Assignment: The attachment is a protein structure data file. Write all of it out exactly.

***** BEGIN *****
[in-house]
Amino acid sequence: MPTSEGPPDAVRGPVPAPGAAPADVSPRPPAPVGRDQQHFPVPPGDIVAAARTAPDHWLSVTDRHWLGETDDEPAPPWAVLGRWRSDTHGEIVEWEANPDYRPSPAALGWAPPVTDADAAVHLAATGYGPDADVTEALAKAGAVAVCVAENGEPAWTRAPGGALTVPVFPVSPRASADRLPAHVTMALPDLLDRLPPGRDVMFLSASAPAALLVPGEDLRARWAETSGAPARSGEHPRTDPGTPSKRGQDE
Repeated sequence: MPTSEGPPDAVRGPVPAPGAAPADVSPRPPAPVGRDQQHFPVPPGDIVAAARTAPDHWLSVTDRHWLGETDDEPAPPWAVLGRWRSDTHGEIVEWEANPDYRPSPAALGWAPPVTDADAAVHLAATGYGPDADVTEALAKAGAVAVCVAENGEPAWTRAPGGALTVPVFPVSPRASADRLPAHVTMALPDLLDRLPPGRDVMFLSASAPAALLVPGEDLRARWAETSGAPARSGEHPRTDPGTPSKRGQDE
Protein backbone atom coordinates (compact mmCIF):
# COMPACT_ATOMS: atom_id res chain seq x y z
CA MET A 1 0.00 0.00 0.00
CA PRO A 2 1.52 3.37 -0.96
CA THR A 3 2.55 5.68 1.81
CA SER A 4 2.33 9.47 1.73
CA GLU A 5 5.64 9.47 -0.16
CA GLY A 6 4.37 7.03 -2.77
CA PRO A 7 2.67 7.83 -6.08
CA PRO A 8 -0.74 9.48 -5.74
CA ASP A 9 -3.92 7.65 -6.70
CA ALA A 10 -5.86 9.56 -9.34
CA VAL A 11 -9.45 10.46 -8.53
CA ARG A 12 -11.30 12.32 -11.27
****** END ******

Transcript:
[in-house]
Amino acid sequence: MPTSEGPPDAVRGPVPAPGAAPADVSPRPPAPVGRDQQHFPVPPGDIVAAARTAPDHWLSVTDRHWLGETDDEPAPPWAVLGRWRSDTHGEIVEWEANPDYRPSPAALGWAPPVTDADAAVHLAATGYGPDADVTEALAKAGAVAVCVAENGEPAWTRAPGGALTVPVFPVSPRASADRLPAHVTMALPDLLDRLPPGRDVMFLSASAPAALLVPGEDLRARWAETSGAPARSGEHPRTDPGTPSKRGQDE
Repeated sequence: MPTSEGPPDAVRGPVPAPGAAPADVSPRPPAPVGRDQQHFPVPPGDIVAAARTAPDHWLSVTDRHWLGETDDEPAPPWAVLGRWRSDTHGEIVEWEANPDYRPSPAALGWAPPVTDADAAVHLAATGYGPDADVTEALAKAGAVAVCVAENGEPAWTRAPGGALTVPVFPVSPRASADRLPAHVTMALPDLLDRLPPGRDVMFLSASAPAALLVPGEDLRARWAETSGAPARSGEHPRTDPGTPSKRGQDE
Protein backbone atom coordinates (compact mmCIF):
# COMPACT_ATOMS: atom_id res chain seq x y z
CA MET A 1 0.00 0.00 0.00
CA PRO A 2 1.52 3.37 -0.96
CA THR A 3 2.55 5.68 1.81
CA SER A 4 2.33 9.47 1.73
CA GLU A 5 5.64 9.47 -0.16
CA GLY A 6 4.37 7.03 -2.77
CA PRO A 7 2.67 7.83 -6.08
CA PRO A 8 -0.74 9.48 -5.74
CA ASP A 9 -3.92 7.65 -6.70
CA ALA A 10 -5.86 9.56 -9.34
CA VAL A 11 -9.45 10.46 -8.53
CA ARG A 12 -11.30 12.32 -11.27